Sales are the lifeblood of small business, but only if each sale is profitable. That is, your business can have superior sales, but it doesn't matter if you're not making a profit on those sales. Top-line margin is a measure of sales growth that allows for an objective measure of profitability. There are two primary top-line margin calculations, gross margin and operating margin.

Gross Profit Margin

Gross profit is often used to determine the viability of a firm's business model. The business model is what defines the business; it's what makes the business unique. Two companies selling the same product may have different gross profit margins because one business has found a more efficient way of delivering the good or service. Gross profit margin does not take the cost of operating into consideration -- only the cost of the goods used to make the sale, such as labor and inventory, are included.

Gross Profit Margin Example

Gross profit is calculated by subtracting the cost of goods sold from sales. Margin is calculated by dividing gross profit by total sales. For example, if your business made $10,000, and the cost of goods sold is $4,000, the gross profit is $6,000, and gross profit margin is 60 percent. The higher the gross margin, the more sales per dollar the company gets to keep. Sixty percent gross margins means the business is keeping $0.60 of every $1 sold.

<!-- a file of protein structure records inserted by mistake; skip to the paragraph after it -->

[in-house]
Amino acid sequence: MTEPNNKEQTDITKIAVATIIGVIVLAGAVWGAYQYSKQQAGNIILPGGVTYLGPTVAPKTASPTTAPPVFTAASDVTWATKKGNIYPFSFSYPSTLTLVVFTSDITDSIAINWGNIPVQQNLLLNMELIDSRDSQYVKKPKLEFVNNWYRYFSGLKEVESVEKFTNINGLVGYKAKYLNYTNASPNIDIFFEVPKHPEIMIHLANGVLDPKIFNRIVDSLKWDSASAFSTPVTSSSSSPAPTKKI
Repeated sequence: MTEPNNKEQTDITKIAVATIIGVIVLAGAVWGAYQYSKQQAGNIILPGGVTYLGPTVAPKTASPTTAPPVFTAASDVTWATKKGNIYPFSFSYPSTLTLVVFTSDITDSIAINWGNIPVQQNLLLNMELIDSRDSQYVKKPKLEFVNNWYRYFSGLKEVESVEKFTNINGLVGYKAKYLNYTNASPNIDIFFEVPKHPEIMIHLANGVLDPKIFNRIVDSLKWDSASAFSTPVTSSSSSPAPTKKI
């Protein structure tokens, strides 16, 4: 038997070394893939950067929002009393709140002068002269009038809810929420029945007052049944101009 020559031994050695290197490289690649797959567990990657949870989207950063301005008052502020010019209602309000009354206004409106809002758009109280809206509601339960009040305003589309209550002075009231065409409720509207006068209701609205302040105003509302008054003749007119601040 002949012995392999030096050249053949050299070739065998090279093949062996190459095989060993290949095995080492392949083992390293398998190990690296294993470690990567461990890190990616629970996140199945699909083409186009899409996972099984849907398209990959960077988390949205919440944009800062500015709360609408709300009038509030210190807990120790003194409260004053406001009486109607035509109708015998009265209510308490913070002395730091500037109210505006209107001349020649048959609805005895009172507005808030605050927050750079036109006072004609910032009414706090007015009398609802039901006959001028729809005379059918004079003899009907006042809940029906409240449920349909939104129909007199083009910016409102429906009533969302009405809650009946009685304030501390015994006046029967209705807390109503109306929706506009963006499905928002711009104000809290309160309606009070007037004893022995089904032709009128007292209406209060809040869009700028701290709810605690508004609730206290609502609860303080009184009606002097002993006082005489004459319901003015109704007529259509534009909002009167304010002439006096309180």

Operating Margin

While gross profit is the first level of top-line performance, operating margin is second, and it provides additional insight into the efficiency of management to operate the business. Gross margin focuses on the business model or business idea, while operating margin focuses on the efficiency and effectiveness of management. Operating income, also referred to earnings before interest and taxes, includes other costs of operations. These are shared costs that cannot be directly tied to the sale of one unit.

Operating Margin Examples

Operating margin, also referred to as return on sales, is calculated by dividing operating income by total sales. For example, if your business incurred $2,000 in operating expenses, the operating margin is calculated by subtracting $2,000 from gross profit, which is $6,000, and then dividing by total sales, or $10,000. The answer is 40 percent. An operating profit margin of 40 percent means that $0.40 is made on each dollar of sales after accounting for the cost of goods sold and operating expenses.